4.  Terrorist.  Yet another demonstration that a domestic terrorist is only someone who disagrees with democrats comes last week when the democrat senate confirmed the Harris – Xiden nominee for Bureau of Land Management (BLM) Tracy Stone – Manning, a former eco-terrorist who cooperated with federal prosecutors to convict a fellow traveler, a tree spiking terrorist.  Stone – Manning was an Earth First! member who sent a letter to the USFS in the late 1980s when she was at the University of Montana warning that trees scheduled to be cut down had been spiked.  This form of sabotage is both a crime and per the FIB, and act of ecoterrorism.  She was investigated in 1989 but was not charged until three years later when the ringleader was turned in by his wife, who also named Stone – Manning as a co-conspirator.  She testified in 1993 against the ringleader in return for immunity.  She edited a 1991 Earth First! journal mocking the feds for their inability to solve the crime, meaning she was involved up to her ears in it.  She ended up being confirmed in a party line vote by democrat senators, 50 – 45.  BLM manages some 245 acres of public lands and 700 million acres of mineral lands.  For the Harris – Xiden administration and democrats in congress, apparently terrorists these days are only people who disagree with you.  For if they agree with you on policy issues, they are good to go.

5.  Sinema.  One of the uglier demonstrations of the new left was the physical hounding of Senator Kyrstin Sinema last week at Arizona State University.  Sinema has long taught a class at the university and was followed into the women’s restroom by a pair of so-called activists and filmed doing her duty.  The pair claimed to be from what turned out to be a Soros-funded outfit calling itself Living United for Change in Arizona (LUCHA).  The assault ends up being a violation of Arizona law.  It is also probably a violation of federal law, though neither the FIB nor Attorney General Garland seemed to be too concerned, being currently focused on anti-CRT parents at school board meetings.  For his part, President Xiden noted that this was simply part of the ongoing political process these days.  The USA Today piece on the assault was quite supportive of the attackers.  They claimed to be upset at her failure to support comprehensive immigration reform or either of the two massive democrat spending bills.  The bathroom trip didn’t end Sinema’s bad day, as they took their animal act onboard an aircraft confronting her on her way back to DC.  I’m sure this will garner her support for future votes (/sarc).  While this sort of in your face foolishness managed to cow former Arizona Senator Flake during the Kavanaugh hearings, somehow, I think Sinema is made of tougher stuff.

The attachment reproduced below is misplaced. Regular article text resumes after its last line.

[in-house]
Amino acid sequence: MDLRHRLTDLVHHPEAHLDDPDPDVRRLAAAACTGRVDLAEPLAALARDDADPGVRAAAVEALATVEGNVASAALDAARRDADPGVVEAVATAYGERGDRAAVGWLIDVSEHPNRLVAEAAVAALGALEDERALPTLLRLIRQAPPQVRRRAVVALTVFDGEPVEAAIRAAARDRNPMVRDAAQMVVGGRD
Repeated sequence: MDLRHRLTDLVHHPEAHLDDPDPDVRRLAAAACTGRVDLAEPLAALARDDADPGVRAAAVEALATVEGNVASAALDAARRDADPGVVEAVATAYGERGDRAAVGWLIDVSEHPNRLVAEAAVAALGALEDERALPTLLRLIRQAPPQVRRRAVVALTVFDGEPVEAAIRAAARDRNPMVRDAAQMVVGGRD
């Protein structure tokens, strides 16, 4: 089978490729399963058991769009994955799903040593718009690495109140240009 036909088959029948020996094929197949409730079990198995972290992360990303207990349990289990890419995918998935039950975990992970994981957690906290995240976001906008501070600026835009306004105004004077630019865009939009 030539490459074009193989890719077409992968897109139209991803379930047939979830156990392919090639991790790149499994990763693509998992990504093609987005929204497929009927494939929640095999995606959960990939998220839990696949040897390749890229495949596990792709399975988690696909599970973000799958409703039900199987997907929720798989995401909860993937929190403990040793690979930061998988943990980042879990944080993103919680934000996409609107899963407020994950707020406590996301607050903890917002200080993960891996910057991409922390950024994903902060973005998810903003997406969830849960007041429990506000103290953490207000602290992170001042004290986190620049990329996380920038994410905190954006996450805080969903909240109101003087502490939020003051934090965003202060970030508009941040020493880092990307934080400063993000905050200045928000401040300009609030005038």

6.  Merck.  Merck & Company announced an experimental antiviral pill for COVID-19 that reportedly cuts death and hospitalization by half, not unlike HCQ, ivermectin or remdesivir.  Merck failed to develop a vax and switched their efforts to a pill.  They are going to ask the feds for emergency use authorization for the US and worldwide use.  This is going to be very interesting when the approval is given, as the feds, the media and Big Tech have done everything humanly possible to destroy any similar use of HCQ or ivermectin over the last 18 months.  Merck claims a 50% reduction in hospitalization or death with the new drug.  In contrast, HCQ’s success rate was 75%.  This pill will be highly touted and backed while less politically correct (and cheaper) therapeutics will be memory-holed.  Like other therapeutics, the new drug does not work very good on patients already hospitalized.  Merck already scrapped a drug they acquired for nearly half a billion dollars, indicating they plan (hope) to make LOTS of money off this particular Hail Mary, that is as long as they (with the assistance of the feds, the media and Big Tech) can keep HCQ, ivermectin or remdesivir off the market and out of people’s hands. The word “thalidomide” comes to mind with this particular last-minute drug. 

7.  Astro.  If you thought Amazon Alexa, Echo, Google Nest, Sonos, or Siri were creepy intrusions into your privacy, Amazon just upped their game with Astro, a robot with an AI-powered camera that will roam your home, logging and reporting everything it sees back to Amazon’s servers.  As with all these devices, it claims to be there to make your life easier, in this case common household tasks.  It comes equipped with facial recognition technology and is capable of scanning faces of everyone in your home.  It is being sold as the Amazon answer to the sci-fi concept of a robot butler.  The problem is that the robot cannot navigate steps as yet and costs a thousand dollars.  Remember that in a poker game, when you are unable to tell who the mark at the table is, this is good indication that YOU are the mark.

8.  Lawsuit.  Final story comes out of the democrat bastion of Fairfax, VA, one of the countries that helped turn Virgina blue, where the public school system is suing a special education mother for being the source of an unflattering Daily Wire story.  The mother acquired the records via public records laws and passed them on to the Daily Wire.  Another spec-ed mother who runs a blog that published the records was also sued.  The documents are billing records that show how the Fairfax County Public Schools paid a law firm that hired current VA gubernatorial candidate Terry McAuliffe as an advisor to do what the parents claim is their dirty work.  His work included a request to dismiss a class action lawsuit filed by spec-ed parents who allege their children were systematically physically abused by educators.  The school system claims the billing records were “mistakenly” released, containing information that would violate federal law, which systematic abuse of spec-ed kids usually does.  The lawsuit highlights the question in the ongoing VA gubernatorial race of precisely who the public schools exist to serve?  Parents?  Government?  Teachers’ unions?  Something, anything else?  For his part, McAuliffe, last week in the last gubernatorial debate opined that parents should have no say in their kids’ education.  It is up to Virginia voters to demonstrate otherwise.

More later –

  • AG